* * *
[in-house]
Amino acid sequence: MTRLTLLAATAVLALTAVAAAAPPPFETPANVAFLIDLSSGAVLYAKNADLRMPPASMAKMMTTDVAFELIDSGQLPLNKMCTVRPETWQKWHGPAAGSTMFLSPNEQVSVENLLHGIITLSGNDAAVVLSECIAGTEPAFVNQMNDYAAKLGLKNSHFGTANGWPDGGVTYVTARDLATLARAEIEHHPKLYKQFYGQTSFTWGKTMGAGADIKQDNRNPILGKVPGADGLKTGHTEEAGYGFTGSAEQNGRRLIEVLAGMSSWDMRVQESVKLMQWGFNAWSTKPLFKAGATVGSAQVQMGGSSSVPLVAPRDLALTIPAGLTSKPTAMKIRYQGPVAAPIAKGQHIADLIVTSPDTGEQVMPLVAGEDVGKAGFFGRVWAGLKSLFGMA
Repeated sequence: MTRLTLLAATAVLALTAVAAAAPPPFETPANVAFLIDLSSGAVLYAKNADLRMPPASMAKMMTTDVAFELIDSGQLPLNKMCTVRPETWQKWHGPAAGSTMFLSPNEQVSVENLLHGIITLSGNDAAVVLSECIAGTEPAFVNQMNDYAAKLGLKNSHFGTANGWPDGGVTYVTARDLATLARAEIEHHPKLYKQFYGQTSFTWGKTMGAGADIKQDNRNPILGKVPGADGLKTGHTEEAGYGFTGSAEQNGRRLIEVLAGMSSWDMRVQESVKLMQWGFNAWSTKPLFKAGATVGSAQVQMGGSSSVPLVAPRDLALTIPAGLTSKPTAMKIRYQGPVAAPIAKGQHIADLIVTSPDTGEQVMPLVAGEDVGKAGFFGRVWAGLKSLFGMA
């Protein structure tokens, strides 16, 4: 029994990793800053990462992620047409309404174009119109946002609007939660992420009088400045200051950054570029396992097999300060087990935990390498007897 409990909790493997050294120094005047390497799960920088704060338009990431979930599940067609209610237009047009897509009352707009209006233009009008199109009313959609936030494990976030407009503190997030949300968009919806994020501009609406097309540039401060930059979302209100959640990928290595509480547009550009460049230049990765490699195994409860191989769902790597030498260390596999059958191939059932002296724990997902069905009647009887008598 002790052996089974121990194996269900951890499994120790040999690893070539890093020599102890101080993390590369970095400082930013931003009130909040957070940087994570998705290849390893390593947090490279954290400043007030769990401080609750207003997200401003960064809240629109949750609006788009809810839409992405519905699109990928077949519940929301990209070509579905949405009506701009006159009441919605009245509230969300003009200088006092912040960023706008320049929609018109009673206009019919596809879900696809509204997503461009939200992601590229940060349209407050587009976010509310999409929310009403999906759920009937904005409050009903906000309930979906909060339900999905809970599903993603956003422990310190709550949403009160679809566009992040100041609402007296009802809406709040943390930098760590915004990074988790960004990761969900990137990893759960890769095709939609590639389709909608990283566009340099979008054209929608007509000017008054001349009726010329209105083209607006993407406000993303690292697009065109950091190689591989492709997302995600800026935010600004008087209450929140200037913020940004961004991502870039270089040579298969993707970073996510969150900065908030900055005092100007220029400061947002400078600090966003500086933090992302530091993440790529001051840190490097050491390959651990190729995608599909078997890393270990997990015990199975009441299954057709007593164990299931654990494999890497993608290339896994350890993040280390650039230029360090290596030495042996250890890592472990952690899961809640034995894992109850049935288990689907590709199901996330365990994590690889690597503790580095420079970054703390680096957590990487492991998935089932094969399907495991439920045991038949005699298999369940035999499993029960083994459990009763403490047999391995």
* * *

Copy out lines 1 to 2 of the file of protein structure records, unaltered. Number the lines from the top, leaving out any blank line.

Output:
[in-house]
Amino acid sequence: MTRLTLLAATAVLALTAVAAAAPPPFETPANVAFLIDLSSGAVLYAKNADLRMPPASMAKMMTTDVAFELIDSGQLPLNKMCTVRPETWQKWHGPAAGSTMFLSPNEQVSVENLLHGIITLSGNDAAVVLSECIAGTEPAFVNQMNDYAAKLGLKNSHFGTANGWPDGGVTYVTARDLATLARAEIEHHPKLYKQFYGQTSFTWGKTMGAGADIKQDNRNPILGKVPGADGLKTGHTEEAGYGFTGSAEQNGRRLIEVLAGMSSWDMRVQESVKLMQWGFNAWSTKPLFKAGATVGSAQVQMGGSSSVPLVAPRDLALTIPAGLTSKPTAMKIRYQGPVAAPIAKGQHIADLIVTSPDTGEQVMPLVAGEDVGKAGFFGRVWAGLKSLFGMA